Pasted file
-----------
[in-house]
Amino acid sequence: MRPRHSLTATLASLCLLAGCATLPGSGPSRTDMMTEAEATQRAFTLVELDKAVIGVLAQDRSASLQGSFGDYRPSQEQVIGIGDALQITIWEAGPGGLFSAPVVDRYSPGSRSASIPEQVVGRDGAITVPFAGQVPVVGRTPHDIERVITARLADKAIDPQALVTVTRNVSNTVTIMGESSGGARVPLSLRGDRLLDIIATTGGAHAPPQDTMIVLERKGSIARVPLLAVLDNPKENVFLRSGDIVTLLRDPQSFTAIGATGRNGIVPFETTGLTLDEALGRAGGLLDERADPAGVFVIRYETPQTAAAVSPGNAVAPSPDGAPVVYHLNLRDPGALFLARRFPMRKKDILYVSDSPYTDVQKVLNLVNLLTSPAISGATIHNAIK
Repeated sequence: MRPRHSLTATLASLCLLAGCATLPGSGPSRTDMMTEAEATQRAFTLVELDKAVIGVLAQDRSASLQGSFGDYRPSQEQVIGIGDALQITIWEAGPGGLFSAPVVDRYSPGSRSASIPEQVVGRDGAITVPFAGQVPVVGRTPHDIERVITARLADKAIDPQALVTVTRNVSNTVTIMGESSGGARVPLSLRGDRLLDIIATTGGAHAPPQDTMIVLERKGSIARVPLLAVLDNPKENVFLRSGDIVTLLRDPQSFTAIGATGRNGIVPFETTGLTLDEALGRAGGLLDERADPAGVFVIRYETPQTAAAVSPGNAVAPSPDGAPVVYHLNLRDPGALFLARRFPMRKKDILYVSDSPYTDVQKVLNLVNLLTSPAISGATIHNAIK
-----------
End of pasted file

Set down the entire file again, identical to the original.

[in-house]
Amino acid sequence: MRPRHSLTATLASLCLLAGCATLPGSGPSRTDMMTEAEATQRAFTLVELDKAVIGVLAQDRSASLQGSFGDYRPSQEQVIGIGDALQITIWEAGPGGLFSAPVVDRYSPGSRSASIPEQVVGRDGAITVPFAGQVPVVGRTPHDIERVITARLADKAIDPQALVTVTRNVSNTVTIMGESSGGARVPLSLRGDRLLDIIATTGGAHAPPQDTMIVLERKGSIARVPLLAVLDNPKENVFLRSGDIVTLLRDPQSFTAIGATGRNGIVPFETTGLTLDEALGRAGGLLDERADPAGVFVIRYETPQTAAAVSPGNAVAPSPDGAPVVYHLNLRDPGALFLARRFPMRKKDILYVSDSPYTDVQKVLNLVNLLTSPAISGATIHNAIK
Repeated sequence: MRPRHSLTATLASLCLLAGCATLPGSGPSRTDMMTEAEATQRAFTLVELDKAVIGVLAQDRSASLQGSFGDYRPSQEQVIGIGDALQITIWEAGPGGLFSAPVVDRYSPGSRSASIPEQVVGRDGAITVPFAGQVPVVGRTPHDIERVITARLADKAIDPQALVTVTRNVSNTVTIMGESSGGARVPLSLRGDRLLDIIATTGGAHAPPQDTMIVLERKGSIARVPLLAVLDNPKENVFLRSGDIVTLLRDPQSFTAIGATGRNGIVPFETTGLTLDEALGRAGGLLDERADPAGVFVIRYETPQTAAAVSPGNAVAPSPDGAPVVYHLNLRDPGALFLARRFPMRKKDILYVSDSPYTDVQKVLNLVNLLTSPAISGATIHNAIK